You must say why your opponent deserves a reputation for inadequacy. So Reagan at that spot said Jimmy Carter’s “whole sorry record” was “a litany of despair, of broken promises, of sacred trusts abandoned and forgotten.” Reagan said Carter’s “cynical” proposals had produced “human tragedy, human misery, the crushing of the human spirit.” Reagan’s forthrightness was neither uncivil nor, in the electorate’s November opinion, untrue.

Who will carry the “Is This the Best We Can Do?” banner? So far, the serene front-runner, Mitt Romney, has nothing to fear from Huntsman’s politics of high-mindedness. Bachmann’s saliency with social conservatives, and the lurchings of Pawlenty’s campaign, threatens Pawlenty’s all-in wager on Iowa. And the potential fragility of Bachmann’s campaign turns attention to the last piece of the Republican puzzle — Texas’ Gov. Rick Perry, a high-octane social and economic conservative whom nobody could confuse with Alibi Ike.

— George Will is a columnist for Washington Post Writers Group. His email is georgewill@washpost.com.

Comments

Flap Doodle 2 years, 9 months ago

"neoconservative christian fundamentalist party" sighting! Way to go, merrill!

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BrianR 2 years, 9 months ago

Of course the GOP may turn to Texas governor, it worked out so well for the country the last time.

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Richard Heckler 2 years, 9 months ago

Paul will never be a candidate. The neoconservative christian fundamentalist party does not want any person that does not subscribe to their thinking on the ballot. The media will follow along like sheep.

Is the democratic party different. Not a lot. The media will follow along like sheep once again.

Any body who is running should be allowed in all debates no matter what. Notice how the parties and the media decide?

In reality the people are not deciding which is their own fault. Why. Because voters do not raise hell nor do they spend any time researching candidates, The lions share of voters let the parties,media and special interest money do the thinking.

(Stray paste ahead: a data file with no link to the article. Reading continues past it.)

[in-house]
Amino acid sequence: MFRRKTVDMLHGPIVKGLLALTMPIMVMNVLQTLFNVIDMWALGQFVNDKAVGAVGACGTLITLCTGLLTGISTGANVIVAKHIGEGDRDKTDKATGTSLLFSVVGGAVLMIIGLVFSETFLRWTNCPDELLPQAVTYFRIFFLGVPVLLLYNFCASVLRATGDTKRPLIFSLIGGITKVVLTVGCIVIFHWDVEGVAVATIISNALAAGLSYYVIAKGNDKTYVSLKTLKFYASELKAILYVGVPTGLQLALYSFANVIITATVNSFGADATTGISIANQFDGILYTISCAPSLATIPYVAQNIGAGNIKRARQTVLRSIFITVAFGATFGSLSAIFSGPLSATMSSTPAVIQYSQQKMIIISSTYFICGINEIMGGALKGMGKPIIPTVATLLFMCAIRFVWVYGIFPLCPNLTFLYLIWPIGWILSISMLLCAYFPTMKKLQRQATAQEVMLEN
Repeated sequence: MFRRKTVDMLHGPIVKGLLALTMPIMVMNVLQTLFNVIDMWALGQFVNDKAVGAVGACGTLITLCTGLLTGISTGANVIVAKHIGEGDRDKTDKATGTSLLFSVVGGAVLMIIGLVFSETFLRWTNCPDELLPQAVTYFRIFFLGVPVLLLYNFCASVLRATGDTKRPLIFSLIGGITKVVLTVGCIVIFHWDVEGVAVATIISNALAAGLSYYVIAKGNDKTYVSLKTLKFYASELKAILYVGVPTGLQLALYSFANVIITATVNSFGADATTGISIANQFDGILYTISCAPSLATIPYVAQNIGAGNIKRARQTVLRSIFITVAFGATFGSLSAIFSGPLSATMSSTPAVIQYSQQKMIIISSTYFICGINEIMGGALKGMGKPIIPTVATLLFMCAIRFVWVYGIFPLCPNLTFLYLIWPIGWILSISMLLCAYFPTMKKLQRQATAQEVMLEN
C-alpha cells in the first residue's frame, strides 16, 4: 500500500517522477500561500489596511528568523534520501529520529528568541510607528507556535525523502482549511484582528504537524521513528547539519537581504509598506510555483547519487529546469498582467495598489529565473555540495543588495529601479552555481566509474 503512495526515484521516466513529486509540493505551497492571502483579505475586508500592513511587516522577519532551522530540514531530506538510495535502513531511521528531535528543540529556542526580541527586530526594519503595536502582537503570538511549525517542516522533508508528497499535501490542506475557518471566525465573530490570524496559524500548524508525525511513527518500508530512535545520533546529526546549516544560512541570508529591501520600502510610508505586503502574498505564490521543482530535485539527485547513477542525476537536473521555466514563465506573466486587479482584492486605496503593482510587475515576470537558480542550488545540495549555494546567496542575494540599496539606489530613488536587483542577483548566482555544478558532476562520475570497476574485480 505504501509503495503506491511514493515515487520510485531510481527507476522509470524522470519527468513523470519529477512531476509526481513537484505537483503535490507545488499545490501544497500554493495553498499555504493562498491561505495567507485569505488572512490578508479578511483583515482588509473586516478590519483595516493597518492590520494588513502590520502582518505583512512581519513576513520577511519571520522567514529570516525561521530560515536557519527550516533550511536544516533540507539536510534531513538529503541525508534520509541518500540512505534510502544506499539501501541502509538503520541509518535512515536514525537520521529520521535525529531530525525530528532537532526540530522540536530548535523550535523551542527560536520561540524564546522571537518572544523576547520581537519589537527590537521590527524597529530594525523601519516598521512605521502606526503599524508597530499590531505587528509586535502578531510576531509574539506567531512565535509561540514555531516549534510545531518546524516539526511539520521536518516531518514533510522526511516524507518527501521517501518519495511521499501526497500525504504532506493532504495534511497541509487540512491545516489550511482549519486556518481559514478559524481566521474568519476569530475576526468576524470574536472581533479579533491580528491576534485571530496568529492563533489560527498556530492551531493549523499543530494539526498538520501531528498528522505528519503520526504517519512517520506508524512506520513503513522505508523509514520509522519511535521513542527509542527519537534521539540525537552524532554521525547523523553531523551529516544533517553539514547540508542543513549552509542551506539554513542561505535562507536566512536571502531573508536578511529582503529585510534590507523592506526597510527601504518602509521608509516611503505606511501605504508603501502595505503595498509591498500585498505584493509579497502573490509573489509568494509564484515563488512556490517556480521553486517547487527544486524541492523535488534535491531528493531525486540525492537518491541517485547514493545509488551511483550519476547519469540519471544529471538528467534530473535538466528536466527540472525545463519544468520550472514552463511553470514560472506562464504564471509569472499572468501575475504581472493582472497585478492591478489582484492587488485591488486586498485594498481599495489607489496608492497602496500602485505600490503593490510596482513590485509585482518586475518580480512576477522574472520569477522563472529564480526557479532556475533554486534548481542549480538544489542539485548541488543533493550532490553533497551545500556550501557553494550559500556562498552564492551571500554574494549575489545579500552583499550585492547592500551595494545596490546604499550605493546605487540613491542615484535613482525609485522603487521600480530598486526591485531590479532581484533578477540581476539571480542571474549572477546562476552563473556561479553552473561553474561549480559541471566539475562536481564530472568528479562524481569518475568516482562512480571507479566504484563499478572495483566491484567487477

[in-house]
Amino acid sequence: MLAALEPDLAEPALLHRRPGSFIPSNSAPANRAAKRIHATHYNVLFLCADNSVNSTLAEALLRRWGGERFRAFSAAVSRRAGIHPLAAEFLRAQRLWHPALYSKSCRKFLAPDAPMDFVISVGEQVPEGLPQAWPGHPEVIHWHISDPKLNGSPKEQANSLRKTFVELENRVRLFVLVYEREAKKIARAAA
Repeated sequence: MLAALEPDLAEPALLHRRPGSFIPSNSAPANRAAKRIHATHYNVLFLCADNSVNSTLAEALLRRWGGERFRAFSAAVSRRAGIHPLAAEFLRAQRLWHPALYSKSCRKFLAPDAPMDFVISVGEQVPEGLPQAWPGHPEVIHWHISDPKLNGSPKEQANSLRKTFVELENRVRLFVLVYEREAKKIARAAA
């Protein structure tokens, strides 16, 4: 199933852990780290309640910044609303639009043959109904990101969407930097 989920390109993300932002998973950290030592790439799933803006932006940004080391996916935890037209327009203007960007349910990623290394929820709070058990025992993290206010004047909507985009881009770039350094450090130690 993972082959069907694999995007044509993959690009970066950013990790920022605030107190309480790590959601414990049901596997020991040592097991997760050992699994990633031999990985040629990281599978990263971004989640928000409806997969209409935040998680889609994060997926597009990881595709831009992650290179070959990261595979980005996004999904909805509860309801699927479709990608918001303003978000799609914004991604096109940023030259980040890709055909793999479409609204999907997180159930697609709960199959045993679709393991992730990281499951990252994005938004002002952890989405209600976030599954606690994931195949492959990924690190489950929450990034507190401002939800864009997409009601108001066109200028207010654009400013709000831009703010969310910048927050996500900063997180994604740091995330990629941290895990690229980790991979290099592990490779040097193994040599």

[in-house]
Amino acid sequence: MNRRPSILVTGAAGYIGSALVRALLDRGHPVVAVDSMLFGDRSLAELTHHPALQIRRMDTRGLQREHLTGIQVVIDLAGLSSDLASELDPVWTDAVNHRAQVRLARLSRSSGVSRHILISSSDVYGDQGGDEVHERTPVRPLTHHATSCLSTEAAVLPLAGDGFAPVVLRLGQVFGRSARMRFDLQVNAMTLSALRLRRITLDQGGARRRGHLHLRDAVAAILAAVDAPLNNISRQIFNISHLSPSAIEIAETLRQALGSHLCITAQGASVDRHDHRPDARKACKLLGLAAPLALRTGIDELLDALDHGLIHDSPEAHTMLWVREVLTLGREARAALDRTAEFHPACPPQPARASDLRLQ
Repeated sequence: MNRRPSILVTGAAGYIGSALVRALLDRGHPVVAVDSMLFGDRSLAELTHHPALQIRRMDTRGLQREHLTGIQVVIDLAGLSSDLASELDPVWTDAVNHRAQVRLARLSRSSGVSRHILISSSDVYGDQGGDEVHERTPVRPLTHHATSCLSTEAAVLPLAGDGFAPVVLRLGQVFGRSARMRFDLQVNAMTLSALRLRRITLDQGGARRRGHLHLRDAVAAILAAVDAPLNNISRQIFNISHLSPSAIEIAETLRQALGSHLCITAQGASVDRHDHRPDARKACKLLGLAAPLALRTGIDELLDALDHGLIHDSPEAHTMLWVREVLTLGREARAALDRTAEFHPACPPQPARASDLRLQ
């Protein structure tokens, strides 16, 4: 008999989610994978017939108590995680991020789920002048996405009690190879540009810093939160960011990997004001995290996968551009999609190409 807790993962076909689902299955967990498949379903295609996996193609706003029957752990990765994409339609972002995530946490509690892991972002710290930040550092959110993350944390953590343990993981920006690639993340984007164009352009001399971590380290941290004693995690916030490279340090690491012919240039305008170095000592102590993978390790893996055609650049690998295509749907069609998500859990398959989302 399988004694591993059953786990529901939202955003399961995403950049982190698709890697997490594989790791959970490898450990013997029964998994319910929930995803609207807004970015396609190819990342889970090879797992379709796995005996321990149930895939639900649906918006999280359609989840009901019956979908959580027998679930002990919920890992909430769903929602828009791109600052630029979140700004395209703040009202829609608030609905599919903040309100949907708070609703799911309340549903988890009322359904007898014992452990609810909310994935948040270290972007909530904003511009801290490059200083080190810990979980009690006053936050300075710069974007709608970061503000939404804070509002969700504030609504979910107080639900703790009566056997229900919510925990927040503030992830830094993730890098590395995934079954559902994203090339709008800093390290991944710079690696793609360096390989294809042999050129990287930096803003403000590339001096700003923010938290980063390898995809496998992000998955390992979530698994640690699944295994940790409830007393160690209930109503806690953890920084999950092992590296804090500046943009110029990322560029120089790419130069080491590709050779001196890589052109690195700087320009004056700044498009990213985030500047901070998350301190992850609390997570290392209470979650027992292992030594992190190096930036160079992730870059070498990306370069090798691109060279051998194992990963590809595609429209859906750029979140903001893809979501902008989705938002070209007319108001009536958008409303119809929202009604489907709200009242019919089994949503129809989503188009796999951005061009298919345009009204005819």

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Flap Doodle 2 years, 9 months ago

This post pre-removed for using a vulgar sexual term to describe a disappointed progressive.

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SilverShadow 2 years, 9 months ago

That he's even being considered shows the desperation of GOP/Teabagger Party

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Richard Heckler 2 years, 9 months ago

Administrations with Texas republicans rob banks and kill economies.

For example:

  1. The Reagan/Bush Savings and Loan Heist(Cost taxpayers $1.4 trillion) http://rationalrevolution0.tripod.com/war/bush_family_and_the_s.htm

  2. Wall Street Bank Fraud on Consumers under Bush/Cheney http://www.dollarsandsense.org/archives/2009/0709macewan.html

  3. Bush and Henry Paulson blew the $700 billion of bail out money? http://www.democracynow.org/2009/9/10/good_billions_after_bad_one_year

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riverdrifter 2 years, 9 months ago

If the GOP had a brain it would run Jon Huntsman. However...

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labmonkey 2 years, 9 months ago

The Republicans should be begging Chris Christie to run. He has the cut spending credentials to bolster a campaign, and he would definately have no problem with Obama in a debate. He isn't as presidental looking as Perry or Romney, but he has much less baggage.

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beatrice 2 years, 9 months ago

Another Texas governor would have difficulty overcoming some recent American history associated with former Texas governors being president. Not saying that is fair, but it is true.

The biggest issue on the national front right now appears to be the national debt. If we look at his record, Perry just isn't the guy to get us out of our current financial hole. A governor for 11 years working with a Republican majority, and Texas is facing a $27 billion dollar deficit! How is this what we need as a nation want or need right now? How?